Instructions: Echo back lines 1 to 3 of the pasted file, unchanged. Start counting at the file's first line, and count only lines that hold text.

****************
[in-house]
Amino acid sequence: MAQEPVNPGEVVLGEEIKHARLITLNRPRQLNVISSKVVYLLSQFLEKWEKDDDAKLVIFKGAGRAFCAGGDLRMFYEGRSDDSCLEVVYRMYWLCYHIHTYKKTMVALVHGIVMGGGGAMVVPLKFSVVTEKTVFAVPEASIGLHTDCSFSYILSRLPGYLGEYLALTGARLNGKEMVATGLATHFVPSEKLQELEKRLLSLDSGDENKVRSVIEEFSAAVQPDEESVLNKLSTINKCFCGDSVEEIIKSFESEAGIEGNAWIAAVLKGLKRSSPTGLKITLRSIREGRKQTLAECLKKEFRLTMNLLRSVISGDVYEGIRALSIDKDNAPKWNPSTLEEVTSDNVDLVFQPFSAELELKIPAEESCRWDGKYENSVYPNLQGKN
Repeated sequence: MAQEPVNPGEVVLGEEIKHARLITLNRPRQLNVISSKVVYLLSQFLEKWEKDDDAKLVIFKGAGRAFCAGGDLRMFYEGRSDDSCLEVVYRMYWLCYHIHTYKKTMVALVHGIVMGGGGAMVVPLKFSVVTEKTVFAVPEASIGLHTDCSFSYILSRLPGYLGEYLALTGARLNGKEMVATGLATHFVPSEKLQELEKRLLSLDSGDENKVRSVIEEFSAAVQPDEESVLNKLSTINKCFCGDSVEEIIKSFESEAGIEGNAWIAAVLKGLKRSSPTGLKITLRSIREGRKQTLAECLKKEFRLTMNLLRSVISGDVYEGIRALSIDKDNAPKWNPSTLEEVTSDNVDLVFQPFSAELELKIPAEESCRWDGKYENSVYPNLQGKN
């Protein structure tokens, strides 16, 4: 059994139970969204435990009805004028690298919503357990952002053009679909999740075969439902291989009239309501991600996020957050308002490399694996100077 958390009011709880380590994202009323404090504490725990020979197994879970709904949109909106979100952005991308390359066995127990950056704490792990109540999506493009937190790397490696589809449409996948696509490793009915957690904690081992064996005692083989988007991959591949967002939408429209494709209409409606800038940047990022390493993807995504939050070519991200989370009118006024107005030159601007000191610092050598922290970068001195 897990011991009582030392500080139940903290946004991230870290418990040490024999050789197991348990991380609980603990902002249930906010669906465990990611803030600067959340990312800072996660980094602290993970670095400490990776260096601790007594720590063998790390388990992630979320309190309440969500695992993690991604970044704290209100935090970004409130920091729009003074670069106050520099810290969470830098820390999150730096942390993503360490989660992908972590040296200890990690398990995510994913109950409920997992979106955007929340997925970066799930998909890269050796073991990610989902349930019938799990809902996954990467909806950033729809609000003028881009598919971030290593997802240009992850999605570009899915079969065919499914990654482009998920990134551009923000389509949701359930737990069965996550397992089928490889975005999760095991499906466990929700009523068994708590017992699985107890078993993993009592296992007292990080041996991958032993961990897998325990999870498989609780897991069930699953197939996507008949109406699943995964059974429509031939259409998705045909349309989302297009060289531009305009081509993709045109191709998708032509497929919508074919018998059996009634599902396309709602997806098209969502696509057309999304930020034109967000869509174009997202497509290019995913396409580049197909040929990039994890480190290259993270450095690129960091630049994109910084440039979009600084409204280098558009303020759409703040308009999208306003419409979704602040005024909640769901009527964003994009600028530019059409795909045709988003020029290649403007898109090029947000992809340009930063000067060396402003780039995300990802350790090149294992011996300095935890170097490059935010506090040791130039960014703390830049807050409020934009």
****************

[in-house]
Amino acid sequence: MAQEPVNPGEVVLGEEIKHARLITLNRPRQLNVISSKVVYLLSQFLEKWEKDDDAKLVIFKGAGRAFCAGGDLRMFYEGRSDDSCLEVVYRMYWLCYHIHTYKKTMVALVHGIVMGGGGAMVVPLKFSVVTEKTVFAVPEASIGLHTDCSFSYILSRLPGYLGEYLALTGARLNGKEMVATGLATHFVPSEKLQELEKRLLSLDSGDENKVRSVIEEFSAAVQPDEESVLNKLSTINKCFCGDSVEEIIKSFESEAGIEGNAWIAAVLKGLKRSSPTGLKITLRSIREGRKQTLAECLKKEFRLTMNLLRSVISGDVYEGIRALSIDKDNAPKWNPSTLEEVTSDNVDLVFQPFSAELELKIPAEESCRWDGKYENSVYPNLQGKN
Repeated sequence: MAQEPVNPGEVVLGEEIKHARLITLNRPRQLNVISSKVVYLLSQFLEKWEKDDDAKLVIFKGAGRAFCAGGDLRMFYEGRSDDSCLEVVYRMYWLCYHIHTYKKTMVALVHGIVMGGGGAMVVPLKFSVVTEKTVFAVPEASIGLHTDCSFSYILSRLPGYLGEYLALTGARLNGKEMVATGLATHFVPSEKLQELEKRLLSLDSGDENKVRSVIEEFSAAVQPDEESVLNKLSTINKCFCGDSVEEIIKSFESEAGIEGNAWIAAVLKGLKRSSPTGLKITLRSIREGRKQTLAECLKKEFRLTMNLLRSVISGDVYEGIRALSIDKDNAPKWNPSTLEEVTSDNVDLVFQPFSAELELKIPAEESCRWDGKYENSVYPNLQGKN